Does cortical feedback convey learned priors?

Summary

Date: 
November 21, 2017 - 12:00pm
Location: 
Northwest Building, Room 243
About the Speaker
Name: 
Richard Born
Speaker Affiliation: 
HMS, Dept. of Neurobiology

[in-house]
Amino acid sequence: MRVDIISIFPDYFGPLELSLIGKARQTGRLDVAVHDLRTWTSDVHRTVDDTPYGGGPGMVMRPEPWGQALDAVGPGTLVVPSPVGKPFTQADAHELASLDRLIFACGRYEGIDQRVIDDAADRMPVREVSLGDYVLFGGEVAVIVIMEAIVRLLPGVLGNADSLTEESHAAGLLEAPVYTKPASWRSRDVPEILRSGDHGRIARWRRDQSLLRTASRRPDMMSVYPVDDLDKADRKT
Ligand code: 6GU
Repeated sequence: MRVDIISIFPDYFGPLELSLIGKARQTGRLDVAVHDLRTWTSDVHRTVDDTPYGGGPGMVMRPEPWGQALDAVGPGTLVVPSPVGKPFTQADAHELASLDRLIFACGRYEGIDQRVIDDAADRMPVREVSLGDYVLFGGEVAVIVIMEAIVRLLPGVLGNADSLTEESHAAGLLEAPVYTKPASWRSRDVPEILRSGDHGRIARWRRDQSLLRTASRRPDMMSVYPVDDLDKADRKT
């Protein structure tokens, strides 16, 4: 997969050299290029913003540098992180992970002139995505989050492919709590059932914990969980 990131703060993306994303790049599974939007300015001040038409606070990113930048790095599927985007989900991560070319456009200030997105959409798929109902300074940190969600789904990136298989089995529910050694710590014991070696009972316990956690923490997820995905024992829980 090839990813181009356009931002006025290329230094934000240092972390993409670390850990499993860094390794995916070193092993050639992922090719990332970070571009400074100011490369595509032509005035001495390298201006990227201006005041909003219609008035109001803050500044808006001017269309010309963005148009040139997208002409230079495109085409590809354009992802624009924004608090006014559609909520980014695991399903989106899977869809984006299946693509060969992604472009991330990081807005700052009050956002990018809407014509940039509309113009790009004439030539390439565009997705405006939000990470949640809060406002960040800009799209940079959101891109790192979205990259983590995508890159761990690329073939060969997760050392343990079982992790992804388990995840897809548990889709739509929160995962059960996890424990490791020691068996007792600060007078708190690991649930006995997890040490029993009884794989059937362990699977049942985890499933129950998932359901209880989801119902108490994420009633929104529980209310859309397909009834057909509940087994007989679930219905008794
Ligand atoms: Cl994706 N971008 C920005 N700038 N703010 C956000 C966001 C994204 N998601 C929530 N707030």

It has been appreciated, at least since the time of Helmholtz (1867), that the retinal image is insufficient for determining what is ‘out there’ in the world. Because of this, the visual system must infer the most likely external cause of its current internal state. To do this optimally, the brain should combine incoming sensory data (likelihood) with stored information (prior probability) to infer the probability of external causes (posterior probability). While both perceptual and neurophysiological studies support a framework of perception as probabilistic inference, strong experimental tests of the framework have been hampered by the fact that we do not understand the nature of the brain’s internal model for general vision. In the ongoing project I will describe, we have attempted to overcome this obstacle by perturbing the internal model through perceptual learning. We combine a theoretical framework, developed by Ralf Haefner and colleagues, which makes testable predictions for the effect of task learning on sensory responses, with an experimental approach involving the manipulation of cortico-cortical feedback during task performance while we record from many sensory neurons simultaneously. Specifically, we monitored neuronal activity in primary visual cortex (V1) while macaque monkeys learned two different versions of an orientation discrimination task, and then learned to switch between task versions on a trial-by-trial basis. Consistent with predictions of the theory, we observed task-related noise correlations in V1 after, but not before, learning. Even when trials of the two different task versions were randomly interleaved, the correlation structure tracked the current task, indicating that the task-version expectations are updated dynamically and reflected in the activity of early sensory neurons. Somewhat surprisingly, however, while a measure of the correlations structure tracked psychophysical performance when the two tasks were interleaved, the same measure was not a good indicator of performance during early phases of task learning. Even more surprisingly, while minimally inactivating feedback from V2 to V1 lowered noise correlations overall, the signature task-relevant structure to the correlations remained intact. I will discuss how future experimental directions can begin to address these curious findings.